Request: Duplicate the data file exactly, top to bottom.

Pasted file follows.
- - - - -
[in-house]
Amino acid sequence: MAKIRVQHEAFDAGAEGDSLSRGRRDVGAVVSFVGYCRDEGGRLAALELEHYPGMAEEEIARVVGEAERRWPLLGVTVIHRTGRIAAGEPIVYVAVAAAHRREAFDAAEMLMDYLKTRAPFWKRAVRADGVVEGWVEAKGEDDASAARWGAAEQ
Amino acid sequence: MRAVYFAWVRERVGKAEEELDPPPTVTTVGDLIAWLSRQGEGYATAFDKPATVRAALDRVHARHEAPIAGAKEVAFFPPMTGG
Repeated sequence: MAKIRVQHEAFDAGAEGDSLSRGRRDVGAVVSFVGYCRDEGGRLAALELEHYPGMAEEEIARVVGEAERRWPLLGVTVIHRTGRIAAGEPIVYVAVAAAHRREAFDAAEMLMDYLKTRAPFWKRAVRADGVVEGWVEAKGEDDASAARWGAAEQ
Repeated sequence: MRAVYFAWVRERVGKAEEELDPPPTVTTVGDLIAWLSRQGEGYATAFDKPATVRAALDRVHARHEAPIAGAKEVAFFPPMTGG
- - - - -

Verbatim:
[in-house]
Amino acid sequence: MAKIRVQHEAFDAGAEGDSLSRGRRDVGAVVSFVGYCRDEGGRLAALELEHYPGMAEEEIARVVGEAERRWPLLGVTVIHRTGRIAAGEPIVYVAVAAAHRREAFDAAEMLMDYLKTRAPFWKRAVRADGVVEGWVEAKGEDDASAARWGAAEQ
Amino acid sequence: MRAVYFAWVRERVGKAEEELDPPPTVTTVGDLIAWLSRQGEGYATAFDKPATVRAALDRVHARHEAPIAGAKEVAFFPPMTGG
Repeated sequence: MAKIRVQHEAFDAGAEGDSLSRGRRDVGAVVSFVGYCRDEGGRLAALELEHYPGMAEEEIARVVGEAERRWPLLGVTVIHRTGRIAAGEPIVYVAVAAAHRREAFDAAEMLMDYLKTRAPFWKRAVRADGVVEGWVEAKGEDDASAARWGAAEQ
Repeated sequence: MRAVYFAWVRERVGKAEEELDPPPTVTTVGDLIAWLSRQGEGYATAFDKPATVRAALDRVHARHEAPIAGAKEVAFFPPMTGG